Participants will perform 12-weeks of high intensity aerobic training. Training will be 5-days per week. Three days (e.g. Monday, Wednesday and Friday) will include repeated bouts of cycling for 4-minutes at ~90% maximal effort followed by 3 minutes of active rest. The other two days (e.g. Tuesday and Thursday) will be treadmill exercise for 45 minutes at 70% of maximal effort.
Active Comparator: Combined
The combined group will have 12-weeks of no exercise followed by 12-weeks of combined aerobic and resistance exercise training. Assessments will be made at three time points: baseline, after 12-weeks of no training, and after 12-weeks of combined training.
Behavioral: Combined
The combined group will be assessed before and after 12 weeks of no exercise training, then again following 12 weeks of combined aerobic and resistance exercise training.
Experimental: Resistance Exercise Training
Participants will perform 12-weeks of resistance exercise training.
Behavioral: Resistance exercise training
Participants will perform 12-weeks of resistance exercise training. Training will be 5-days per week of daily sessions of 60 minutes that include resistance exercise for all major muscle groups.



Primary Outcome Measures :
  1. Skeletal muscle protein synthesis rate [ Time Frame: Approximately 14 weeks for the endurance or resistance training groups and approximately 28 weeks for the combined group ]
    The investigators will determine the rate of incorporation of stable isotope amino acid tracers in skeletal muscle proteins during several hours of rest. The measurement will be an average resting muscle protein synthesis rate (% new muscle protein per hour) and will be performed at baseline and following 12 weeks of exercise training.



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Ages Eligible for Study:   18 Years to 80 Years   (Adult, Senior)
Sexes Eligible for Study:   All
Accepts Healthy Volunteers:   Yes
Criteria

Inclusion Criteria:

  • Healthy
  • 18 to 30 years or 65 to 80 years old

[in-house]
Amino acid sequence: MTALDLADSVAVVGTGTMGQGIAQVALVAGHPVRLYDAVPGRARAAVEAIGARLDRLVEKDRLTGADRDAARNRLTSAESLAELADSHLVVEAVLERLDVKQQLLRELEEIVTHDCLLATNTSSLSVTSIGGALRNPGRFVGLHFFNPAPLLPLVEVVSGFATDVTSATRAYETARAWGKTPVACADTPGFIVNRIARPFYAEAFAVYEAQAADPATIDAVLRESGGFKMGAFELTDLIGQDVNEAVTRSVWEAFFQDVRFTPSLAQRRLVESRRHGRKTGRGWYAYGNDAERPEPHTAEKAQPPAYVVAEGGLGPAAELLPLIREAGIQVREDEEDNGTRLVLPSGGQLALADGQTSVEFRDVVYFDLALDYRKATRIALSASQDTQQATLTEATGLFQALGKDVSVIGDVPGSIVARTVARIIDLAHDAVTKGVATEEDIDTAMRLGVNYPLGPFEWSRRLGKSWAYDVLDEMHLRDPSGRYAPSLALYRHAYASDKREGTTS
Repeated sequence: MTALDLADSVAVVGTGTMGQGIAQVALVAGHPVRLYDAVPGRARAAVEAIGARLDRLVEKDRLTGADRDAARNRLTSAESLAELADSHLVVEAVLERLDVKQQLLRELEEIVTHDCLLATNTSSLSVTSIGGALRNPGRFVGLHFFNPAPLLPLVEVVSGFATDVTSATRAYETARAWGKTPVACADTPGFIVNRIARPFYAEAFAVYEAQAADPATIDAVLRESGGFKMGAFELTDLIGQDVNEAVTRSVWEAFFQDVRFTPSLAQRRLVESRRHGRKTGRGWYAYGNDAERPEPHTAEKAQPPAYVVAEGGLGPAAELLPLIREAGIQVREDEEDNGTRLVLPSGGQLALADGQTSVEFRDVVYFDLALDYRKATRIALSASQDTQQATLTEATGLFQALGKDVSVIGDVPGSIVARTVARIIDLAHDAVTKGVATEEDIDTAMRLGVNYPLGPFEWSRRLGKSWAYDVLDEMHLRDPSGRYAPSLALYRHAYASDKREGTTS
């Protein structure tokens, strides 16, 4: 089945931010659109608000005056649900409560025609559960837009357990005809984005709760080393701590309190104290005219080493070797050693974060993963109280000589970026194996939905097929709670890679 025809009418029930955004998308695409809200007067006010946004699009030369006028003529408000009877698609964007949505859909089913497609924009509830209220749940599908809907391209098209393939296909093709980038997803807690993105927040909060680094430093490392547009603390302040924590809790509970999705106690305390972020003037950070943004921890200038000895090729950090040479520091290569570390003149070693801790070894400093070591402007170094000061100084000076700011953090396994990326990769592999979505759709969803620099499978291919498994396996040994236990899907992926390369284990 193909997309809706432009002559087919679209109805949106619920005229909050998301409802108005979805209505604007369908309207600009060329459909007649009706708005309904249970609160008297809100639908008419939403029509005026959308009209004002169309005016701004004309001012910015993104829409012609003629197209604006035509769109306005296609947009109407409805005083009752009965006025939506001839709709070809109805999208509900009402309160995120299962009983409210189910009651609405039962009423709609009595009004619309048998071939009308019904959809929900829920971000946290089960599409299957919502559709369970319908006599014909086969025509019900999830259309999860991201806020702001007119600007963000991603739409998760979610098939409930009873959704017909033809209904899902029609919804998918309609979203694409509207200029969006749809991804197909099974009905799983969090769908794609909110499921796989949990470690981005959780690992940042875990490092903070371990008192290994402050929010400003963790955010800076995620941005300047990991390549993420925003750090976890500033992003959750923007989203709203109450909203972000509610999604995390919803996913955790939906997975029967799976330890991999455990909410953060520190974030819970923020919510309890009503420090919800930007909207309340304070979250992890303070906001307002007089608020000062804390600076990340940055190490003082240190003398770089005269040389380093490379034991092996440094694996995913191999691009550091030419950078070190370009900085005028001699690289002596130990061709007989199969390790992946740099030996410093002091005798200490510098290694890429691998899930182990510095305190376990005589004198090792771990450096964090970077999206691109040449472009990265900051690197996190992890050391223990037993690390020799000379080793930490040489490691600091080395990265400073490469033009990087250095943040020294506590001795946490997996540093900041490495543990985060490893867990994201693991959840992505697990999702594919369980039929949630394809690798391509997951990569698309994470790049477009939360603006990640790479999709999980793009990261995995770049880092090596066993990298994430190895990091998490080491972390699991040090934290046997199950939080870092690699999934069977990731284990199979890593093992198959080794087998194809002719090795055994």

• Male and female

Exclusion Criteria:

  • Regular exercise program
  • Smoking
  • Metabolic disease (diabetes, cardiovascular disease, cancer, thyroid disorders)
  • Pregnancy
  • Inability to exercise
  • Overweight or obesity
  • Drugs known to impair metabolic function (statin, beta-blocker, anti-inflammatory)
  • Allergies to lidocaine

Information from the National Library of Medicine

To learn more about this study, you or your doctor may contact the study research staff using the contact information provided by the sponsor.

Please refer to this study by its ClinicalTrials.gov identifier (NCT number): NCT01477164


Locations
United States, Minnesota
Mayo Clinic
Rochester, Minnesota, United States, 55905
Sponsors and Collaborators
Mayo Clinic
Investigators
Principal Investigator: K. Sreekumaran Nair, M.D., Ph.D. Mayo Clinic

Responsible Party: K. Sreekumaran Nair, Principal Investigator, Mayo Clinic
ClinicalTrials.gov Identifier: NCT01477164     History of Changes
Other Study ID Numbers: 10-005853
First Posted: November 22, 2011    Key Record Dates
Last Update Posted: August 8, 2017
Last Verified: August 2017

Keywords provided by K. Sreekumaran Nair, Mayo Clinic:
Exercise
Aging
Sarcopenia
Muscle function

Additional relevant MeSH terms:
Sarcopenia
Muscular Atrophy
Neuromuscular Manifestations
Neurologic Manifestations
Nervous System Diseases
Atrophy
Pathological Conditions, Anatomical
Signs and Symptoms
Menthol
Antipruritics
Dermatologic Agents